Nancy Pelosi added even more murk to the debate over whether she will cooperate with the fanatical ravings of her Democratic counterparts, who call for impeachment proceedings against President Donald Trump to begin immediately.
For days, ever since Robert Mueller went on national television, to hint that now was the time to get the ball rolling, the Speaker of the House has been sitting on the fence.
“I don’t want to see him impeached, I want to see him in prison,”
Pelosi knows full well that it’s virtually certain that the Republican controlled Senate will never vote to convict, exactly the same as what happened when former President Bill Clinton was impeached.
Pelosi is also terribly aware that not every registered Democrat is on board with something as drastic as impeachment, so there is a huge risk of dividing their voter base at the time they need it the most.
On Tuesday, Pelosi sat down with other top Democrats including Jerry Nadler, an outspoken Trump critic and Chairman of the House Judiciary committee. At the meeting, California Rep. Pelosi confused the issue even further.
“I don’t want to see him impeached, I want to see him in prison,” she declared. How that is supposed to actually happen, she left up in the air.
Conservatives would love to see Barack Obama in prison too. The same with Hillary Clinton. In those cases there is ample evidence to get the job done.
For Democrats, their allies can do no wrong and as for their enemies, no evidence is actually needed. If there isn’t any, they will dig some up, even if they have to manufacture it. Almost half of America believes that is exactly what happened with the whole Russia collusion witch-hunt.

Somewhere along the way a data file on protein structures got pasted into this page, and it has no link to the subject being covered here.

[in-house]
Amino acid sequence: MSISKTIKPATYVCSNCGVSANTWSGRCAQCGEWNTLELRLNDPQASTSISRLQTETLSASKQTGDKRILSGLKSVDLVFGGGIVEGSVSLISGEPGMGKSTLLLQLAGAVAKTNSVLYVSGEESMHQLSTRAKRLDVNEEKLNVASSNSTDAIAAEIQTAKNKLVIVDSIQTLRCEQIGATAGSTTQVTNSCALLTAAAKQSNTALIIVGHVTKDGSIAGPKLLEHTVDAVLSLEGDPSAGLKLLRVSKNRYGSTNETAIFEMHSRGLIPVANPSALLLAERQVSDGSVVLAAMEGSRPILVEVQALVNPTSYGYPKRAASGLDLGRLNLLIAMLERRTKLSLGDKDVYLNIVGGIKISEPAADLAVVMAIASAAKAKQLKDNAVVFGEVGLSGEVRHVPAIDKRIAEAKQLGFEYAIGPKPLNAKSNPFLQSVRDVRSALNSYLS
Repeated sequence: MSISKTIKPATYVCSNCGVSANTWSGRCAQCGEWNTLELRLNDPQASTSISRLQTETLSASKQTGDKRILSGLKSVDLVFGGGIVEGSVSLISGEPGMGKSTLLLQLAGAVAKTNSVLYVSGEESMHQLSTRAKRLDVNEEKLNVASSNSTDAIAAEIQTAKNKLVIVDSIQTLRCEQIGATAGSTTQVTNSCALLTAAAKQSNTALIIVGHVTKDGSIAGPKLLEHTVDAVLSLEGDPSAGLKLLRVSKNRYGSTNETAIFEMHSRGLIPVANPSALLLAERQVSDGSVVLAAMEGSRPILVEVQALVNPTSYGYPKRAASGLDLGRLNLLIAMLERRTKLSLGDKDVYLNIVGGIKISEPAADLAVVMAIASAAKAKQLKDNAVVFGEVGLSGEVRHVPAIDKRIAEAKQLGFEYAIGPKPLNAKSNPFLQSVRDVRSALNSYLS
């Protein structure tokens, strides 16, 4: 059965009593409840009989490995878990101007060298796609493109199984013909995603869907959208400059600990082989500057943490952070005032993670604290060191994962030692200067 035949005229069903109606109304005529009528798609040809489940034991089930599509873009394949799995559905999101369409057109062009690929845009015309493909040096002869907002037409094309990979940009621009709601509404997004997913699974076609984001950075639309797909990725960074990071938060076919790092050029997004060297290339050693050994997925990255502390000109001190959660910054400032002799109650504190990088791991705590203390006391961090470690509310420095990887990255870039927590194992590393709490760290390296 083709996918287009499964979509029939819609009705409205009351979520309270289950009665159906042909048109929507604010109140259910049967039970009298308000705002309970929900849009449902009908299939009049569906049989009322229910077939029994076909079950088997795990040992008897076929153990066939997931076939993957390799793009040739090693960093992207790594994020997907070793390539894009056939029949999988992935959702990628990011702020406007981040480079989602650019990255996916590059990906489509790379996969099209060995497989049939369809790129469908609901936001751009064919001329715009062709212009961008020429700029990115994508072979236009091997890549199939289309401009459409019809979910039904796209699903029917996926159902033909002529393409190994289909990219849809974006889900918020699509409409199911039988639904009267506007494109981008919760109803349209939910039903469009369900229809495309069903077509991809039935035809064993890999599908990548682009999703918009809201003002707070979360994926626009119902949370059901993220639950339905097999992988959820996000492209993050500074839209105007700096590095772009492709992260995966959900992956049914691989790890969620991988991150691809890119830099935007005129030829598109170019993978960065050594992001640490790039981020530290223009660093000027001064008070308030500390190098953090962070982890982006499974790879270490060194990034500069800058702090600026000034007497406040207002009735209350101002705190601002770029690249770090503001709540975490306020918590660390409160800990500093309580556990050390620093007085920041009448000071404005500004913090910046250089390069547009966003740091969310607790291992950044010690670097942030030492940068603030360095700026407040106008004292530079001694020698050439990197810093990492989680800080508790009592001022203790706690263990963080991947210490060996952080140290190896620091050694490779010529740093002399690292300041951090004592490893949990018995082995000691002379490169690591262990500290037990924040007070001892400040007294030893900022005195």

Sources who don’t want their name in the press told Politico that Pelosi “wants to hold the president accountable,” whatever that means, and that she “thinks voters should get him out of office in 2020, after which he could possibly face criminal charges.”
Pigs can possibly fly too, but that does not mean it’s very likely.
Pelosi tried to rein in some of the more boisterous voices in the party, including Elijah Cummings, Richard Neal, and Eliot Engel. She wants to knock some sense in to them that voting Trump out stands a better chance than impeachment. Even if it still isn’t much of a chance.
She keeps telling progressives, over and over, that without support of both Republicans and the general public, the issue is a non-starter.
After the meeting, liberals told their sycophants in the main-stream media that “all options” are still on the table and that they will “continue to move forward with an aggressive hearing and legislative strategy,” until they come up with a better idea.